This award will fund a symposium that will provide information and opportunities for collaboration for the purpose of translating discoveries in developmental cognitive neuroscience into classroom practices. This conference will bring together cognitive neuroscientists, psychologists, experts in human development, educational researchers, teachers, and parents to increase understanding of the issues important for creating effective learning methods for both the typical development of cognitive skills and for those with learning disabilities. The conference agenda will address the following issues: 1) the early cognitive developmental factors that prepare the brain for learning; 2) the most recent advances in developmental cognitive neuroscience research to inform development of novel teaching methods and remediation; 3) discoveries related to both typical and atypical development within the topical areas of reading and language, mathematical ability, and executive function and attention; 4) the relationships between learning each of these "modular" skills and an underlying neural system for learning and skill acquisition that crosses all domains; 5) the unique social, emotional, and economic problems that are associated with poor outcomes in school, and 6) strategies for translating new findings from the laboratory into improved learning methods in the classroom.
New discoveries in the field of developmental cognitive neuroscience hold great promise for improving current teaching methods. Yet there remains a significant gap between the scientific discoveries that could improve our education system and the application of this knowledge. This meeting will highlight cutting-edge developments in cognitive neuroscience that could improve current teaching methods and will include a careful review of the current obstacles to applying these methods in the classroom as well as the related emotional, sociological and environmental factors. This meeting is also expected to increase collaborations and communications among basic researchers and educators and will include detailed and extensive dissemination for both the scientific community and lay public.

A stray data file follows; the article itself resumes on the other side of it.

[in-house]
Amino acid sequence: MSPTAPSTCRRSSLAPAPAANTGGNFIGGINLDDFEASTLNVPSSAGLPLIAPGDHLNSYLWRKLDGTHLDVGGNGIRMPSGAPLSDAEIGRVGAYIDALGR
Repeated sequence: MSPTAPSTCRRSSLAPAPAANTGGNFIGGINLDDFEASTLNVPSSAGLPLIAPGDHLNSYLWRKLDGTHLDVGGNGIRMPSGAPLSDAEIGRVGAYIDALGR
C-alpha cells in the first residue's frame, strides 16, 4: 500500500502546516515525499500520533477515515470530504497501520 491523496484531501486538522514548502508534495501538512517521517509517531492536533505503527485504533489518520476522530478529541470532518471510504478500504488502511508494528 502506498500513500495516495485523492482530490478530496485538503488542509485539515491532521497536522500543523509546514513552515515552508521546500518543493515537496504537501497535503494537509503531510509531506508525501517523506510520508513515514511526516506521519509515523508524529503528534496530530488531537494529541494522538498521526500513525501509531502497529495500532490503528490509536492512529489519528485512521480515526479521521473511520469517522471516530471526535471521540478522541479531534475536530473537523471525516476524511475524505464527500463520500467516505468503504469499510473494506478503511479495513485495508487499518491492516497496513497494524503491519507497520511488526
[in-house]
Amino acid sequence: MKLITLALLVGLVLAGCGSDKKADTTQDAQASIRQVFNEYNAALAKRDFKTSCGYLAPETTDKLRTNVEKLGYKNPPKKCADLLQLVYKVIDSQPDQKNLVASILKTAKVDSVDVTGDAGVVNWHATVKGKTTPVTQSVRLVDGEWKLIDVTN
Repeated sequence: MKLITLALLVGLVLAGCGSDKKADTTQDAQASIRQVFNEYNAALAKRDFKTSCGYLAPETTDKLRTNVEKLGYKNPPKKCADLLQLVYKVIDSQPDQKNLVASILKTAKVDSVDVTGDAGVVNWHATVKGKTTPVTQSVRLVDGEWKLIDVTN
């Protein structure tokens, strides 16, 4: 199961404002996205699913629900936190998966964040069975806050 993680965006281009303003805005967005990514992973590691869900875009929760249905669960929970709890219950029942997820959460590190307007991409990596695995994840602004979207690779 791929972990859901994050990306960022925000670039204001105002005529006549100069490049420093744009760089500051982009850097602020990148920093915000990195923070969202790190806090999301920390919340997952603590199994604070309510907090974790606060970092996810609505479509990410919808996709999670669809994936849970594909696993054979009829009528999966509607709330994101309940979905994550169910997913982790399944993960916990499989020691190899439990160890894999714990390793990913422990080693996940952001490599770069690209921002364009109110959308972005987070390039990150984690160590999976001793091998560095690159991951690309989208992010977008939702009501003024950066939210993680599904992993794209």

," took place on September 22 – 24, 2011 in Aspen, CO. This meeting highlighted developments in cognitive neuroscience with the potential to improve teaching methods and reviewed the successes and obstacles to applying these methods in the classroom, as well as the related emotional, sociological and environmental factors. This symposium brought together 185 cognitive neuroscientists, psychologists, experts in human development, educational researchers, policymakers, teachers, and parents. Additionally, a public lecture was held in which Goldie Hawn, Founder of the Hawn Foundation, presented "The Brain and The Optimistic Classroom: Mindful Learning, Resilient Students." She discussed how incorporating mindfulness and self-regulation practices into the education curriculum can improve learning. Plenary sessions of the conference addressed the following: 1) early cognitive developmental factors that prepare the brain for learning; 2) advances in developmental cognitive neuroscience research to inform development of teaching methods and remediation; 3) discoveries related to both typical and atypical development within four topical areas - reading and language, mathematical ability, executive function and attention, and learning and memory; 4) relationships between these four "modular" skills and an underlying brain-wide neural system for learning and skill acquisition; 5) unique social, emotional, and economic problems that are associated with poor outcomes in school; and 6) practical applications of translating research into the classroom. During the conference, The New York Academy of Sciences and the Aspen Brain Forum Foundation awarded two prizes of $7,500 each in unrestricted funds—one to a senior scientist and one to an early-career investigator—for innovation and excellence in the fields of neuroscience and education. Winners were chosen for their ability to translate discoveries from cognitive neuroscience into innovative curricula and tools that enhance learning. The winner of the early-career investigator award was Kimberley Lakes, Assistant Professor in the Department of Pediatrics at the University of California. Dr. Lakesâ€™ research demonstrated that an exercise intervention incorporating Taekwondo improved emotion-regulation and optimized decision making abilities in children. The winner of the senior scientist award was Usha Goswami, Professor of Cognitive Developmental Neuroscience and Director of the Centre for Neuroscience in Education at the University of Cambridge. Dr. Goswami examined the neural underpinnings of phonology, rhyme, and rhythm in childrenâ€™s reading. A goal of the conference was to define the obstacles and milestones needed to bring promising neuroscience research into the classroom. The Day 2 panel discussed how to integrate cognitive neuroscience findings into new media learning tools, including video games and online interactive software. An obstacle highlighted by this discussion was the importance of generalizing the expertise learned from software to schoolwork. Panelists concluded that one attainable goal for neuroscience research should be to help define the optimal variability in a task to achieve this transfer of learned skills. The Day 3 panel focused on guiding a national education policy or program based on data from cognitive neuroscience. This panel identified that it was necessary to organize and report research in a centralized way, and that governmental infrastructure should be created to accomplish this. Another goal for this meeting was to foster collaborations in the growing community of neuroscience researchers interested in applying research findings to education. This was accomplished by convening a diverse group of individuals from academia, industry, education, government and media. The 185 conference participants represented 35 national and international universities, 20 preschools, elementary and secondary schools and districts, and 26 companies, as well as state and local governments and members of the press, among others. These individuals were able to interact through the networking reception, breaks and meals, and during discussion panels. Several complementary resources were also created to reach out to members of the scientific, education and lay community that were not able to attend the conference. A podcast featuring interviews with conference speakers was made freely available online. In the podcast, "What Your Brain Can Tell You about Learning", released November 2011, speakers discussed neuroscience research that provides insight into education practices. Since its release, this podcast has been downloaded 4,064 times. Additionally, an open-access conference eBriefing (online multimedia report) was published, including a full conference summary, abstracts, speakersâ€™ presentations with synchronized audio, and related resources. Since its publication in December 2011, it has been accessed 3,712 times. Finally, an online meeting report is scheduled for publication in Annals of the New York Academy of Sciences in 2013. This conference has resulted in a partnership with Scientific American Mind and the Academyâ€™s Science Education Initiative to organize a conference for Fall 2013 aimed at teachers and educators. By bringing the neuroscience and education communities together at regular intervals, we expect to continue to foster joint ideas and increase collaborative efforts for the development of new teaching and learning tools informed by scientific research.